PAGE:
5. Cheat. This only works if what folks are upset about is a game but I often play games with families who are often upset about said game. Common scenario… Child: *cheats* Sibling: HEY YOU’RE CHEATING. Parent: WE DO NOT CHEAT IN THIS HOUSE. Child: Rules are stupid. Me: OK, let’s just all play without rules. Then it’s not cheating, right? Also me: *takes cheating to a crazy extreme until the child wants to use rules again*
6. Use props. A fellow clinician once randomly began straightening her hair at a teen’s nearby vanity to distract her and her mother from continuing an argument. Both the teen and mom were laughing too much to fight!
7. Flips and spins. A favorite of dads everywhere… pick up a small child and spin them around or flip them upside down. Young kids, especially Autistic children, tend to enjoy this type of proprioceptive input. Obviously, this should be a child that is comfortable with both you and physical contact.
8. Do something fun. Instead of engaging in conflict or ‘meltdowns,’ quietly start coloring, playing a game, or do some other preferred activity of the child or family in their field of vision. They are likely to join.
9. Roleplay. Channel your inner angsty teen if yours starts to give you attitude. This can be a good technique for a teen that is prone to irritability and ‘pouting’ but not explosive or aggressive behavior. For a young child who is learning to be more independent, pretend that you forgot how to ties shoes, clean up toys, etc. and have them show you.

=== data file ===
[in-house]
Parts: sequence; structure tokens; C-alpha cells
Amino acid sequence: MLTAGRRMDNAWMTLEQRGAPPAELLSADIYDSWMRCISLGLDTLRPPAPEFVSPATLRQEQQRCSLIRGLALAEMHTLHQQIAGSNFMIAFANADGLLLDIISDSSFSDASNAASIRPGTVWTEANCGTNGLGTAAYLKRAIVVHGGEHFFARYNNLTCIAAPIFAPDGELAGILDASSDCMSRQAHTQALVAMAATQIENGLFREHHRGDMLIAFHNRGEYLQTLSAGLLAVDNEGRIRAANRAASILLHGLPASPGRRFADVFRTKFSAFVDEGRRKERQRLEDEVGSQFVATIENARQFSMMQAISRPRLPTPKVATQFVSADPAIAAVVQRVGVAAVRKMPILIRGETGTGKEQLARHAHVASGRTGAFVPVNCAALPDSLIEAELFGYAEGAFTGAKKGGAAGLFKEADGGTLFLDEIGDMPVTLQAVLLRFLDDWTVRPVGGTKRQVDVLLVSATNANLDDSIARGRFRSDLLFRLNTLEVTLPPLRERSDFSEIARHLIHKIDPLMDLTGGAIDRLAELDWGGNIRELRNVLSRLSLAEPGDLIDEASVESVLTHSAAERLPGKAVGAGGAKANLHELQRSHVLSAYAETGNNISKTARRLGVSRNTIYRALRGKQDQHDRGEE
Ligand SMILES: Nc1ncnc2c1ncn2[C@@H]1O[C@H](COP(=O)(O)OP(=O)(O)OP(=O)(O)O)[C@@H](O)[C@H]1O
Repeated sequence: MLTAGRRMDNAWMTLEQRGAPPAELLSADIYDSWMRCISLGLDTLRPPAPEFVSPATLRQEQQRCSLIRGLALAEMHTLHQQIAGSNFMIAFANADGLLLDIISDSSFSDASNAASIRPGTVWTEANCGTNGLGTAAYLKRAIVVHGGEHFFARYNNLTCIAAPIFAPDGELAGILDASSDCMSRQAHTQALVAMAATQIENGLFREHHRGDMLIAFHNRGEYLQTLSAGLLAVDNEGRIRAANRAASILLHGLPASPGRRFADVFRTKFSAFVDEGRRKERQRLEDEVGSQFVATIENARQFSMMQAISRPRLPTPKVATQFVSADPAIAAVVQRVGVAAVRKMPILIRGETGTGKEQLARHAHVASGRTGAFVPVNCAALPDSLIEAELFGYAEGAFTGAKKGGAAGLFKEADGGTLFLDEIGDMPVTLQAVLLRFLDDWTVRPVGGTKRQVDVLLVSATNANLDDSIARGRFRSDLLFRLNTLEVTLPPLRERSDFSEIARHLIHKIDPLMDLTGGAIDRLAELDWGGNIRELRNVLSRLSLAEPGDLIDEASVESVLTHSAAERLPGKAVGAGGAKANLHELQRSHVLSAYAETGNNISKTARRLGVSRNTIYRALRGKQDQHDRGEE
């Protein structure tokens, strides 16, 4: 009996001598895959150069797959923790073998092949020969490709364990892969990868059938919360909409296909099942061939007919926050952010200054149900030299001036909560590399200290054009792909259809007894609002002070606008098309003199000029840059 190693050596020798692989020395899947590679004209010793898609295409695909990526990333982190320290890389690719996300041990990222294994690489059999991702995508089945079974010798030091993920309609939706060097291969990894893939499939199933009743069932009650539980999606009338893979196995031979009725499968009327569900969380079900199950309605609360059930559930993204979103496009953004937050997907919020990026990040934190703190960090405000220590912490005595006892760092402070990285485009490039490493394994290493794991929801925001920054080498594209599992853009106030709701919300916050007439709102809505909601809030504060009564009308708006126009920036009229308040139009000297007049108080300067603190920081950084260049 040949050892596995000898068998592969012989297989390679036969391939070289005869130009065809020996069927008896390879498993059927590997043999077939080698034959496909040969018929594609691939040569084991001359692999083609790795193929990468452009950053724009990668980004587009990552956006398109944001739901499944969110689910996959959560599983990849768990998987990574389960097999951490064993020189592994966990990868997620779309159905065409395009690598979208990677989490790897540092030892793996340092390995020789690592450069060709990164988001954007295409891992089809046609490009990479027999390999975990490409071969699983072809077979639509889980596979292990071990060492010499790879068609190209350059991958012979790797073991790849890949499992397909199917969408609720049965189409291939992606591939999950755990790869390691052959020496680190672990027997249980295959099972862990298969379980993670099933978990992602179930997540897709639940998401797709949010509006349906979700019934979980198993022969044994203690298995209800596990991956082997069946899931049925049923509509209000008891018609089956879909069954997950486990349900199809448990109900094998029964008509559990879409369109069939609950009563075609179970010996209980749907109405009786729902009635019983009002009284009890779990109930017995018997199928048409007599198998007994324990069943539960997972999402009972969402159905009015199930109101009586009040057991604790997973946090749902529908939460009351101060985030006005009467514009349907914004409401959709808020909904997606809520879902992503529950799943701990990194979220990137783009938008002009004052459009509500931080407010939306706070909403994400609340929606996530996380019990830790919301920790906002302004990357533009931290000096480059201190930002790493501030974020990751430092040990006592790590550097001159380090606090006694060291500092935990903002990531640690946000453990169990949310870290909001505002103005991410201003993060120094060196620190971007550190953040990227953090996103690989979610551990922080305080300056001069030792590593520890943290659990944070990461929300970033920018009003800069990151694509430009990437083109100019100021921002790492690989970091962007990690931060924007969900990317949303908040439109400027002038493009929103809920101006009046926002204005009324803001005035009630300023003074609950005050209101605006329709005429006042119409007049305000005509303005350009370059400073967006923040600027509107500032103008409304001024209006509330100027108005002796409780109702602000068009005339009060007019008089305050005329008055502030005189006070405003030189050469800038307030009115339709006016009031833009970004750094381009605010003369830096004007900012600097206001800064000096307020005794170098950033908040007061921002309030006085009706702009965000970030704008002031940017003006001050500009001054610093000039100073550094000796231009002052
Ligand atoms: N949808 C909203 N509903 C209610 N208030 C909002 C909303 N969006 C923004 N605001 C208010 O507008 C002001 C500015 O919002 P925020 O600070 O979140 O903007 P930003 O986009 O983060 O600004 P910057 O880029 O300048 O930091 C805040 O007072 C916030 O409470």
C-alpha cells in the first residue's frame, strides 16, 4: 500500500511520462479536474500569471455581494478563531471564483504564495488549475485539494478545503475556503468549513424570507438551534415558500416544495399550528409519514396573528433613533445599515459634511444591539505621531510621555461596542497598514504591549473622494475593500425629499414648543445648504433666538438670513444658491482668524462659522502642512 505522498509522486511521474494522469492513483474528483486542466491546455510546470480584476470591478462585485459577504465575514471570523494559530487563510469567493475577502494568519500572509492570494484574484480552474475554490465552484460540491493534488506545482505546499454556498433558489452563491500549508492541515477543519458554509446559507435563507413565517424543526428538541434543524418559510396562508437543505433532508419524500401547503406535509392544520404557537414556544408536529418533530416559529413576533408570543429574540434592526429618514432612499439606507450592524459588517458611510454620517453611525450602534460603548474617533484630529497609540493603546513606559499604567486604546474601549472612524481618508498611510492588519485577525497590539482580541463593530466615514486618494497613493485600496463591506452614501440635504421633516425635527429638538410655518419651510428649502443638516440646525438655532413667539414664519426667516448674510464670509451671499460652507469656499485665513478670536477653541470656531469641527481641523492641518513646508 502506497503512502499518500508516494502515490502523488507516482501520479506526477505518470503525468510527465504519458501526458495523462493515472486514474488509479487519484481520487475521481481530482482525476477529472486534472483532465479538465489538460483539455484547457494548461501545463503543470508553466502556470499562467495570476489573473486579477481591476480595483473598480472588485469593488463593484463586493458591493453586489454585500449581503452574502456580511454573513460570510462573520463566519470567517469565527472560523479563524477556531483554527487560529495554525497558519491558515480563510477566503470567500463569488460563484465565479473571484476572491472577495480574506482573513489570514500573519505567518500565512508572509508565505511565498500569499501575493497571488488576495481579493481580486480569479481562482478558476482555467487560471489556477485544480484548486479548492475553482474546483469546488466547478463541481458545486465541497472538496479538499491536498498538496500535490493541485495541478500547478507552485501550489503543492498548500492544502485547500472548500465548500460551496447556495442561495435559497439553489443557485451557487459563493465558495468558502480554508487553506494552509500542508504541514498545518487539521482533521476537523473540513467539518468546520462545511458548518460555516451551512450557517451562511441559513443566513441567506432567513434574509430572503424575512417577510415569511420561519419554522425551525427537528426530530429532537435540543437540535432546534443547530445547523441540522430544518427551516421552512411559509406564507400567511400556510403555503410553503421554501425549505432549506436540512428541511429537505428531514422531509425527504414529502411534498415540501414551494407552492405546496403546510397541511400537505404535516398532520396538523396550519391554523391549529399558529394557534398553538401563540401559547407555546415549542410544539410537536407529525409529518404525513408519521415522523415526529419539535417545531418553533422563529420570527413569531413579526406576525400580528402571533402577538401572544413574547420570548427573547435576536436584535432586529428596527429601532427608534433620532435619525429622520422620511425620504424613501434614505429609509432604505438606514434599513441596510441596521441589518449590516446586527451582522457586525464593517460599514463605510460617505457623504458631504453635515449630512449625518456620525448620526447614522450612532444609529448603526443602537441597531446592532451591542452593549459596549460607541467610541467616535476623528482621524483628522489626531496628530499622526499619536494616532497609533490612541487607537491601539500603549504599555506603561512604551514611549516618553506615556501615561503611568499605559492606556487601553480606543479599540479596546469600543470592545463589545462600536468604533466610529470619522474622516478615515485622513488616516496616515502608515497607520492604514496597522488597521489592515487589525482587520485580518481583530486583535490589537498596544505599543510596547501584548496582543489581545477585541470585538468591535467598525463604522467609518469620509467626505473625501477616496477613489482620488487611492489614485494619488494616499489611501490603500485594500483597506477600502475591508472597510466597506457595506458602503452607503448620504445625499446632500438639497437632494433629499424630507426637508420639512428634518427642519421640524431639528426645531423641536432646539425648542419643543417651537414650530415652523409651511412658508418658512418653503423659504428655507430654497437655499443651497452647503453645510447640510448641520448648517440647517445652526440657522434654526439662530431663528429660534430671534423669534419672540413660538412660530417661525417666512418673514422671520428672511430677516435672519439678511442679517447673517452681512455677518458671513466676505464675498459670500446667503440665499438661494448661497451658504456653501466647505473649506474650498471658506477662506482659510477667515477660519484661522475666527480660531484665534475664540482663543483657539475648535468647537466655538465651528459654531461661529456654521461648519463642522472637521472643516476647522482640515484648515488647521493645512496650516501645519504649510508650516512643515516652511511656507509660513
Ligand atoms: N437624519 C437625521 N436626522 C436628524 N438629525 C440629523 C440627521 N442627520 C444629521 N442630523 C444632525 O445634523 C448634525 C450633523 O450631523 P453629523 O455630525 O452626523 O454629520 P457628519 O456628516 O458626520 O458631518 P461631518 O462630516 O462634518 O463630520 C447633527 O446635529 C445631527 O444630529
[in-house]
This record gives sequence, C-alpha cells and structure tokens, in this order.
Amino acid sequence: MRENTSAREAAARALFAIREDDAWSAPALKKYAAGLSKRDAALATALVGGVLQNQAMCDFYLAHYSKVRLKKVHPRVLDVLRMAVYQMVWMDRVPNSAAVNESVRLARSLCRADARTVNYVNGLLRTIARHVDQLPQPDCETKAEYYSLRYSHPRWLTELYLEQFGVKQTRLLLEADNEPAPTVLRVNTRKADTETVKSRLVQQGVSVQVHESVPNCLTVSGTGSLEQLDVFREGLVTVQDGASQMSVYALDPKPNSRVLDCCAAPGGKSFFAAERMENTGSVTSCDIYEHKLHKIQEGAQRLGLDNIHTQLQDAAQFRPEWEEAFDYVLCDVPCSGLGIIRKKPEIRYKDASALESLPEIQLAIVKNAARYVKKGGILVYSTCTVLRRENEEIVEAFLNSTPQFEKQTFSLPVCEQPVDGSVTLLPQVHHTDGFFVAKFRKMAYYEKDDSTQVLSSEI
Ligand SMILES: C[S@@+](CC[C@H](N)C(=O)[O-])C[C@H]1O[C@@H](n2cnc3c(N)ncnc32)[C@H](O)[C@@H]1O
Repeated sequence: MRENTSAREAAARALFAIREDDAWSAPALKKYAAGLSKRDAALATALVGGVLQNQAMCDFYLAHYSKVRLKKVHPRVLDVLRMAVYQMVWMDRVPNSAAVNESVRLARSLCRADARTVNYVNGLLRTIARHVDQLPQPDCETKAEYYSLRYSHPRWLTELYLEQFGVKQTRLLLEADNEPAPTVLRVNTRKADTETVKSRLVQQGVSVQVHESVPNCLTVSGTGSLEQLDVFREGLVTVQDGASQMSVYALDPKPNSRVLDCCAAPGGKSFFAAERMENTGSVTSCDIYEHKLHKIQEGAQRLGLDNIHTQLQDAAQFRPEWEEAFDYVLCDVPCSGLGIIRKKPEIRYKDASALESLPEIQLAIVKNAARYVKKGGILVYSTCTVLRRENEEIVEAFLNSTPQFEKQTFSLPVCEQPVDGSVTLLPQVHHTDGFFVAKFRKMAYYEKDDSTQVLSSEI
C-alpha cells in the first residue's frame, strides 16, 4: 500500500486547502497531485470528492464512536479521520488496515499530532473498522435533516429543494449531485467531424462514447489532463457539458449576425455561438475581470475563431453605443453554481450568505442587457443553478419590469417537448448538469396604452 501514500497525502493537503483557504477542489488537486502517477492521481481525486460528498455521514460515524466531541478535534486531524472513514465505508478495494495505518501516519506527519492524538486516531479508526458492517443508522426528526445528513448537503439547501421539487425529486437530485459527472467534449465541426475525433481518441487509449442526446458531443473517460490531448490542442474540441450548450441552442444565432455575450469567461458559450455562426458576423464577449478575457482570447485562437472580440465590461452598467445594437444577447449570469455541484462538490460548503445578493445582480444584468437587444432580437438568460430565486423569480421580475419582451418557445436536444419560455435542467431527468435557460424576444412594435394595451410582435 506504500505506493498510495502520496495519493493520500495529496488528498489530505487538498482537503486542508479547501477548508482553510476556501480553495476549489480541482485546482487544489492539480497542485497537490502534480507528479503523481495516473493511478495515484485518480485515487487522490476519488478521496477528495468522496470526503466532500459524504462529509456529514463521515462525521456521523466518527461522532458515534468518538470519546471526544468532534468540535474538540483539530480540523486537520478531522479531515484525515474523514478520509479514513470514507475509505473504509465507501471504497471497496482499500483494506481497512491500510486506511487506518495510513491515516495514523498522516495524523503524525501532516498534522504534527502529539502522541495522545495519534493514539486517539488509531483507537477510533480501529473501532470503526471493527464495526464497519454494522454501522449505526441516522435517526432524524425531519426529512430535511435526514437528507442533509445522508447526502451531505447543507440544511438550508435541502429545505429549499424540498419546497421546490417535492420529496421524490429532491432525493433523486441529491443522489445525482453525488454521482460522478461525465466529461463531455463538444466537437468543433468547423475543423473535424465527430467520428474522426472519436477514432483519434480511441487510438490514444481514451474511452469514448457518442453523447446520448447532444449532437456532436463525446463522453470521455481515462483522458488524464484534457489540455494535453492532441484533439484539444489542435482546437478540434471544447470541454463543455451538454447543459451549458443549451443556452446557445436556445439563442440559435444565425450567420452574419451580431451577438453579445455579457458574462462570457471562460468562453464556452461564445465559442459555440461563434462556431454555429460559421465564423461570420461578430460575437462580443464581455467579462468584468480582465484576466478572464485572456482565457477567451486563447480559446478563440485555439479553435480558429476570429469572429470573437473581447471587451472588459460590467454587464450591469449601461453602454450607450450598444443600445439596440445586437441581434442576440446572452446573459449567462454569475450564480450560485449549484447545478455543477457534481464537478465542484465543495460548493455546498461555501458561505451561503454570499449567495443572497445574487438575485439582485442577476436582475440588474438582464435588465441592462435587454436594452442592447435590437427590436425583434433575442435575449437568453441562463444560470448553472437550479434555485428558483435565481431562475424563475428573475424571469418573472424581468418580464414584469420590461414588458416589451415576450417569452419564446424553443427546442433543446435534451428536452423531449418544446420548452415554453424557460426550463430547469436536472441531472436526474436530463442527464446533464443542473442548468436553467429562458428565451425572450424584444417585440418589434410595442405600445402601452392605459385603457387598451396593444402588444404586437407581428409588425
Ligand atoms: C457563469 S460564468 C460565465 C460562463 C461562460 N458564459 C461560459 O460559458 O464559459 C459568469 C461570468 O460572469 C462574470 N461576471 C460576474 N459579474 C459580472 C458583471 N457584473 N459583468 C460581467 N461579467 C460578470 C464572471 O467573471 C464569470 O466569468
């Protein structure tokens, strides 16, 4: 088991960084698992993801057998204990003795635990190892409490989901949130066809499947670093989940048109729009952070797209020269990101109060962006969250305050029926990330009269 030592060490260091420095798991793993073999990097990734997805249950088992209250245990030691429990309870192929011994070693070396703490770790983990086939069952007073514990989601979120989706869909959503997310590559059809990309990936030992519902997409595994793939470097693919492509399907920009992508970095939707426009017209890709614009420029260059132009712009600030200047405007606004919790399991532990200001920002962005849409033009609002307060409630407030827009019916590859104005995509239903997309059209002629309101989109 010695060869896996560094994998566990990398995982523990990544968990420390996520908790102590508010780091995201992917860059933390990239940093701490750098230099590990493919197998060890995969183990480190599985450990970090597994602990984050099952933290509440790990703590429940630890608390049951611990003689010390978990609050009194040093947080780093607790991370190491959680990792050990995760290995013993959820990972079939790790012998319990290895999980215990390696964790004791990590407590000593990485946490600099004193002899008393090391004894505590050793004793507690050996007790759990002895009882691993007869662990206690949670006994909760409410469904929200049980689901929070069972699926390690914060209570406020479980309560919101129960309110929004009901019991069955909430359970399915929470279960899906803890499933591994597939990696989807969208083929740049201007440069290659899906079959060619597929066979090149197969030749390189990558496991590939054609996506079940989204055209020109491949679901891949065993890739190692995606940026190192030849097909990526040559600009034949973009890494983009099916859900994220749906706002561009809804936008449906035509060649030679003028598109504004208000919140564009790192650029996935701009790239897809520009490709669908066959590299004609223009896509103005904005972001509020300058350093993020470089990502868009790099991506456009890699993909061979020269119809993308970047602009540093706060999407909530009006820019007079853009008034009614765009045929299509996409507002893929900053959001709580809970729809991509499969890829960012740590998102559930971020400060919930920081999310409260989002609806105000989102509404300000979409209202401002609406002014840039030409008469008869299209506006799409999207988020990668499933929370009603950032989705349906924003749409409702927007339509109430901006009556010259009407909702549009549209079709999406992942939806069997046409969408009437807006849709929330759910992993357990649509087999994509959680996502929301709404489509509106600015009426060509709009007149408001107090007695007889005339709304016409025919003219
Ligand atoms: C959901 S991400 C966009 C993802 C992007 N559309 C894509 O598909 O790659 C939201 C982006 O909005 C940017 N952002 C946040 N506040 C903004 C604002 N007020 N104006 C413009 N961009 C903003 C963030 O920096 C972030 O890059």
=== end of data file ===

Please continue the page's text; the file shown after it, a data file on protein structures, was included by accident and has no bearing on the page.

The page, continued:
10. Seemingly random metaphors. Alternatively, channel your inner Yoda. A coworker of mine worked with a dad who was really fantastic at using his child’s ADHD to their advantage. For example, the child once went off-topic in a family session by talking about rainbow unicorns. The dad joined in and eventually likened the child to a unicorn. This helped them return to the conversation about the child’s challenges with trust and self-esteem.
Jordan is a licensed social worker in Ohio (USA). She speaks professionally at conferences and student organizations about neurodiversity, neuroinclusivity, and Autistic culture. She also offers customised staff trainings for a variety of organisations. Find out more about Jordan HERE.